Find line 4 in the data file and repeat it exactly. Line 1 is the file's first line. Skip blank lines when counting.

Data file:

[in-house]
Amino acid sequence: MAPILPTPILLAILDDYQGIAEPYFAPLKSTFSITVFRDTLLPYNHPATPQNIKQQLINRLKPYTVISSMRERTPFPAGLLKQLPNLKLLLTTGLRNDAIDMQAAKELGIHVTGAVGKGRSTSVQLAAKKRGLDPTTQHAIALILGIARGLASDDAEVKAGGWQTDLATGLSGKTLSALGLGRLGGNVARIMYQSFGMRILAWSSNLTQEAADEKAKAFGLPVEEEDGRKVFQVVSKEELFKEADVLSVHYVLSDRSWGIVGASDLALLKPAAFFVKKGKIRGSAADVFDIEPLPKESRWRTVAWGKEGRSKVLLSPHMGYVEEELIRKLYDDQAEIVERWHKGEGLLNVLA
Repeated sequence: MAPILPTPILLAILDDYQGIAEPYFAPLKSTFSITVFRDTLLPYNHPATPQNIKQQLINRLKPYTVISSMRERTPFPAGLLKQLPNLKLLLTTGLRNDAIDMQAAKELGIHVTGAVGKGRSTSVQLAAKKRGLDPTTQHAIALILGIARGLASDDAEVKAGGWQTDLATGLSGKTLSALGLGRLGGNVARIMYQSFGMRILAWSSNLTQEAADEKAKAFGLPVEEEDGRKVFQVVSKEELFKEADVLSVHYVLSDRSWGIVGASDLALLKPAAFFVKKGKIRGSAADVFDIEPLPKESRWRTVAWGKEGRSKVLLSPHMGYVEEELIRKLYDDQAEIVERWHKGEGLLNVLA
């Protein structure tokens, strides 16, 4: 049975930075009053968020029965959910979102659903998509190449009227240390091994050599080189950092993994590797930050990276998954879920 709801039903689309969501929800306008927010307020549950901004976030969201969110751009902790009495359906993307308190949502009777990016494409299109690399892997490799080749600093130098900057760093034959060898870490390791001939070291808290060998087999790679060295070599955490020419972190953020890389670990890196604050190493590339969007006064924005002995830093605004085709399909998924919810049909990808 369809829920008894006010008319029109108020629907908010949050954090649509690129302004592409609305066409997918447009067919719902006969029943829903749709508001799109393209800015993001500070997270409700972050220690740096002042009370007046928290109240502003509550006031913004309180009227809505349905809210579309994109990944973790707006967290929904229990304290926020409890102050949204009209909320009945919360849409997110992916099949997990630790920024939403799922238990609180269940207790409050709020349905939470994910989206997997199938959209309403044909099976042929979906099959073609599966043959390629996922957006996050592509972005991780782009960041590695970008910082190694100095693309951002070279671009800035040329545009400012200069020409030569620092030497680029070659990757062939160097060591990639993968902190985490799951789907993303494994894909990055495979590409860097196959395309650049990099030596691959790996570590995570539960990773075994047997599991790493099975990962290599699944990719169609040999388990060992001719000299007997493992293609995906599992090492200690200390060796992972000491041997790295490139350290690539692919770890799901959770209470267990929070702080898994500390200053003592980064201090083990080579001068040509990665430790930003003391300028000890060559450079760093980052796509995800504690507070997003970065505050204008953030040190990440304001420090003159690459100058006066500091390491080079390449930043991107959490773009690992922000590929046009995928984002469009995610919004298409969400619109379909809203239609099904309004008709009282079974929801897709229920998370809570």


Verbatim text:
């Protein structure tokens, strides 16, 4: 049975930075009053968020029965959910979102659903998509190449009227240390091994050599080189950092993994590797930050990276998954879920 709801039903689309969501929800306008927010307020549950901004976030969201969110751009902790009495359906993307308190949502009777990016494409299109690399892997490799080749600093130098900057760093034959060898870490390791001939070291808290060998087999790679060295070599955490020419972190953020890389670990890196604050190493590339969007006064924005002995830093605004085709399909998924919810049909990808 369809829920008894006010008319029109108020629907908010949050954090649509690129302004592409609305066409997918447009067919719902006969029943829903749709508001799109393209800015993001500070997270409700972050220690740096002042009370007046928290109240502003509550006031913004309180009227809505349905809210579309994109990944973790707006967290929904229990304290926020409890102050949204009209909320009945919360849409997110992916099949997990630790920024939403799922238990609180269940207790409050709020349905939470994910989206997997199938959209309403044909099976042929979906099959073609599966043959390629996922957006996050592509972005991780782009960041590695970008910082190694100095693309951002070279671009800035040329545009400012200069020409030569620092030497680029070659990757062939160097060591990639993968902190985490799951789907993303494994894909990055495979590409860097196959395309650049990099030596691959790996570590995570539960990773075994047997599991790493099975990962290599699944990719169609040999388990060992001719000299007997493992293609995906599992090492200690200390060796992972000491041997790295490139350290690539692919770890799901959770209470267990929070702080898994500390200053003592980064201090083990080579001068040509990665430790930003003391300028000890060559450079760093980052796509995800504690507070997003970065505050204008953030040190990440304001420090003159690459100058006066500091390491080079390449930043991107959490773009690992922000590929046009995928984002469009995610919004298409969400619109379909809203239609099904309004008709009282079974929801897709229920998370809570």